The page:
Q&A: What About Relocating During a Job Search?

I used to do Q&As with newsletter subscribers. In 2006, a job seeker wrote in about relocation biases.

Dear Jared:

I’m open to relocation and have sent résumés to other cities. So far no one has expressed interest. I feel like they only want local candidates. — Anita, Tampa, FL.

Dear Anita:

They probably do. Many companies draw from local candidate pools first. It’s less costly, the candidates are familiar with the territory, and they’re easier to meet face-to-face.

As an executive search consultant who conducted national searches, I was surprised by how frequently companies got “geographically stuck.” We were often restricted in the talent we could find until we were able to convince the client to look at the bigger picture.

As a candidate, it’s your job to speak up, subtly. You can’t dictate what a hiring entity wants, but you can remove a few barriers upfront to improve the odds.

Here are a few techniques:

  • Place “Willing to Relocate,” “Open to Relocation,” or “Relocating to [City Name]” under your résumé address.
  • Have a friend of family member in your intended city? Ask permission to list their address next to your current address.
  • Start the second paragraph of your cover letter with a succinct statement about your relocation plans and your willingness to be readily available to interview and move at your own cost.

You never know when relocation will enter your job search, or how. But being prepared with the right tools can make a difference.

Until next time!

Jared Redick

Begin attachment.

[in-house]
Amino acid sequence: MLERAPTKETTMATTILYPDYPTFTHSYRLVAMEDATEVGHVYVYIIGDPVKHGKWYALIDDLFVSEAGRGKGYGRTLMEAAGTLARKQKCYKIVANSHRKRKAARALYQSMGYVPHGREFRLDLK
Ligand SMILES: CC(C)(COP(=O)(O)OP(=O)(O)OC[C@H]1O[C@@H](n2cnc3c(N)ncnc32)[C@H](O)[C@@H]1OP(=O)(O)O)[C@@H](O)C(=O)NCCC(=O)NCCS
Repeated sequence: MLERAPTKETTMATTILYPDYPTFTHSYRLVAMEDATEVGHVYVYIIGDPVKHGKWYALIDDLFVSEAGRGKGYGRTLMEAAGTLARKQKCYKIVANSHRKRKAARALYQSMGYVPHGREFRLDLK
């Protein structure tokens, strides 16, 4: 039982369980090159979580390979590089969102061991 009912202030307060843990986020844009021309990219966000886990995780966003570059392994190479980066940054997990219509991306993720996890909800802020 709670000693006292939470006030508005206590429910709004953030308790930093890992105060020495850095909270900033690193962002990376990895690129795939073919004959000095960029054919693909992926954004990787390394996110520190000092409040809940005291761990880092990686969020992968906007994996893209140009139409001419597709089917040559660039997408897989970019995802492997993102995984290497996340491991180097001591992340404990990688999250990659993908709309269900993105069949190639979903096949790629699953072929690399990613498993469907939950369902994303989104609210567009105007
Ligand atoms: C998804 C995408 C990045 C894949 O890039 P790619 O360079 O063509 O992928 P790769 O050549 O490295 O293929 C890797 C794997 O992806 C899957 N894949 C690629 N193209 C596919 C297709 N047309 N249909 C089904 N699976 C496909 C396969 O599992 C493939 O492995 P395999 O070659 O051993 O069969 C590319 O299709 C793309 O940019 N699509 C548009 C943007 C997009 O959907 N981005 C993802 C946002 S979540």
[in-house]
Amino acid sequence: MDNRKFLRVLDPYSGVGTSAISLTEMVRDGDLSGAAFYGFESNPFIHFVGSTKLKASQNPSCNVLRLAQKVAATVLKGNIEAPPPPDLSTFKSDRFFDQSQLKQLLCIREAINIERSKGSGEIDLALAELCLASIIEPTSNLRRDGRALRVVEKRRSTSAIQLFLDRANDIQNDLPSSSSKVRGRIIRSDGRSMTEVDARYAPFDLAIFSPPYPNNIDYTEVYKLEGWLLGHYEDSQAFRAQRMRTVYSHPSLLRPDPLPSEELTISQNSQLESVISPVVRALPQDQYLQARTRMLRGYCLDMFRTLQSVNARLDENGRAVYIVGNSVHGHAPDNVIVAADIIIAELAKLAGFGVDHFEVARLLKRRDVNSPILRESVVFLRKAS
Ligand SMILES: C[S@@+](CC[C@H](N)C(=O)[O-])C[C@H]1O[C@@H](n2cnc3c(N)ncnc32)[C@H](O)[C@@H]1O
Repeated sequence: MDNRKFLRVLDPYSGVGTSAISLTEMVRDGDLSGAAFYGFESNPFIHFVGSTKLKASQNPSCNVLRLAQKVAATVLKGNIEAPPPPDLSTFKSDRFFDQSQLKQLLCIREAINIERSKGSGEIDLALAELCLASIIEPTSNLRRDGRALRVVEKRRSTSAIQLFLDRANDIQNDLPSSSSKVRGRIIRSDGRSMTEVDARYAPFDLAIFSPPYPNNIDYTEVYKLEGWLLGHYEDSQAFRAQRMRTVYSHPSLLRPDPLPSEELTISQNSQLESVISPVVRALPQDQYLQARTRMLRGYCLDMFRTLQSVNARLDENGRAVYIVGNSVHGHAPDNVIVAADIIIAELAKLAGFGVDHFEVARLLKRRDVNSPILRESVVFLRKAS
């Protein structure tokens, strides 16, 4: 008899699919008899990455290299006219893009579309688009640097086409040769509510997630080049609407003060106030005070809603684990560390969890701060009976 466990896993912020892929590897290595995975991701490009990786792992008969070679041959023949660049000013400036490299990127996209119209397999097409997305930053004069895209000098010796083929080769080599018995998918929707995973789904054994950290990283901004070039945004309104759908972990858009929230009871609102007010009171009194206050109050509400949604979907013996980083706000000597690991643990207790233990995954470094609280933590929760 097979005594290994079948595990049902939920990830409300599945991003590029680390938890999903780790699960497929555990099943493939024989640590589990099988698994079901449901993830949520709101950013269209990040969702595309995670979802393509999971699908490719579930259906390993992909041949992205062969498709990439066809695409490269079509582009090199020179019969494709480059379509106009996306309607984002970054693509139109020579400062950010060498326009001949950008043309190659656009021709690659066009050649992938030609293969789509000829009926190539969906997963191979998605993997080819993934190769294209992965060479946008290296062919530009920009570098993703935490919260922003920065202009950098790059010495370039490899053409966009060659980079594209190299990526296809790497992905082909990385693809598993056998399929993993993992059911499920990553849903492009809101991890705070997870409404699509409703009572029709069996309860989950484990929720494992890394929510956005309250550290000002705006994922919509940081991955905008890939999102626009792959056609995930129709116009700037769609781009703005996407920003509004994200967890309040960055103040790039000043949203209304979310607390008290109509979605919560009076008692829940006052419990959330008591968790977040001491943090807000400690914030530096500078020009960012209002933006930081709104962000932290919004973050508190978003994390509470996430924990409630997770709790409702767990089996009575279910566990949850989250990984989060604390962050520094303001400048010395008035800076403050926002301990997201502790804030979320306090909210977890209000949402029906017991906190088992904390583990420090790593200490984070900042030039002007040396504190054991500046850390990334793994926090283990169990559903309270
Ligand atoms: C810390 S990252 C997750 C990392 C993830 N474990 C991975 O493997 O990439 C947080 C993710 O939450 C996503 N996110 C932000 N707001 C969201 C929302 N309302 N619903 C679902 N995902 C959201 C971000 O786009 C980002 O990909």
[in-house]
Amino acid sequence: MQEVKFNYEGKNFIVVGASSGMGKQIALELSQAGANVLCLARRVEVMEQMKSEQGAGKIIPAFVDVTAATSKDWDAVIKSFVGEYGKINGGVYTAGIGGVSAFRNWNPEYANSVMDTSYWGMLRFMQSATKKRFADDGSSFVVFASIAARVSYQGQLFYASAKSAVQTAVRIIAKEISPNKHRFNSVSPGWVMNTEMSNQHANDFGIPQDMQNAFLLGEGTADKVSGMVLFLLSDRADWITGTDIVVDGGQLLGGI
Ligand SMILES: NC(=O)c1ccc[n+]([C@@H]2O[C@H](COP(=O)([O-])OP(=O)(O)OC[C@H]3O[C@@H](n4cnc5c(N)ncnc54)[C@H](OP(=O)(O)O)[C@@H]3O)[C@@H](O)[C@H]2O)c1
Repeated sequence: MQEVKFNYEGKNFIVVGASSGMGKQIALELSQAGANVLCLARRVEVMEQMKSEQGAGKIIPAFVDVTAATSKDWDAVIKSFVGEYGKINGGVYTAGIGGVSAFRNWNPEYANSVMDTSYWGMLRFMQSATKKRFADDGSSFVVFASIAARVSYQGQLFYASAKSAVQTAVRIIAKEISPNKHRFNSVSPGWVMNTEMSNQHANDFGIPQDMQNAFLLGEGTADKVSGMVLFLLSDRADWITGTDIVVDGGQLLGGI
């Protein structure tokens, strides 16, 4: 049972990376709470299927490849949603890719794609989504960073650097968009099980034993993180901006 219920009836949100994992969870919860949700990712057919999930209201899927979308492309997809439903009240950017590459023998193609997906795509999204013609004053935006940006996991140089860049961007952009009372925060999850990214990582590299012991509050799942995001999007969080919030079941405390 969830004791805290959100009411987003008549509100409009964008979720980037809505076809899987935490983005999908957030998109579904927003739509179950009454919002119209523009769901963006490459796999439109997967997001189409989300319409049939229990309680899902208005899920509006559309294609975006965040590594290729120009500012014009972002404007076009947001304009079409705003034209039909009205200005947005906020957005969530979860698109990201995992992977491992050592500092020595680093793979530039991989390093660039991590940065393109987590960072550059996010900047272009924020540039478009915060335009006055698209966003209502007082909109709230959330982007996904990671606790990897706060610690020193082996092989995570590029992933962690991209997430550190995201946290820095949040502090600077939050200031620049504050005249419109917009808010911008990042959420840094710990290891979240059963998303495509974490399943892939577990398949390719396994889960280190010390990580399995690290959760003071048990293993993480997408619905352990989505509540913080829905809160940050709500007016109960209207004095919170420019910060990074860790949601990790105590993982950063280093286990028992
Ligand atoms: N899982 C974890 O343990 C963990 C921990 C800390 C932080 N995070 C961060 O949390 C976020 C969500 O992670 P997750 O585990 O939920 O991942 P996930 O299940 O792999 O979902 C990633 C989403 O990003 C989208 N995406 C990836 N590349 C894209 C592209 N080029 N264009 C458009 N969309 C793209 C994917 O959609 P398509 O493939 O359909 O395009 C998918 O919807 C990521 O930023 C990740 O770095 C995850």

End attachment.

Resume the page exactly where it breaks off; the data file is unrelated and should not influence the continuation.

Visit: The Resume Studio.com
Follow: @TheResumeStudio
Connect: LinkedIn.com/in/jaredredick
Call: 415-397-6640

Creating Affinity With Your Job Search Audience

Creating Job Search AffinityI’m a résumé writer. You already know that.

But did you know I’ve taught piano since 1986? Did you know one of my favorite non-fiction authors is Malcolm Gladwell? Did you know that I’m all about finding the right fit and not forcing things?

Knowing these details about me may, or may not, create affinity with you. If I told you I’d run a marathon or climbed a mountain (marathon no, mountain yes), I might even elicit mild appreciation.

There’s some risk in telling you, though. By breaking a professional barrier, I’ve opened myself to criticism if you don’t think a great résumé writer can also be a great piano teacher.

But get this. I’ve also opened myself up to the opportunity for a stronger tie to you if you understand the connection these elements have in my life and feel greater affinity towards me as a result.

The same “affinity marketing” ideas can be mirrored in cover letters. Here’s how.  Continue reading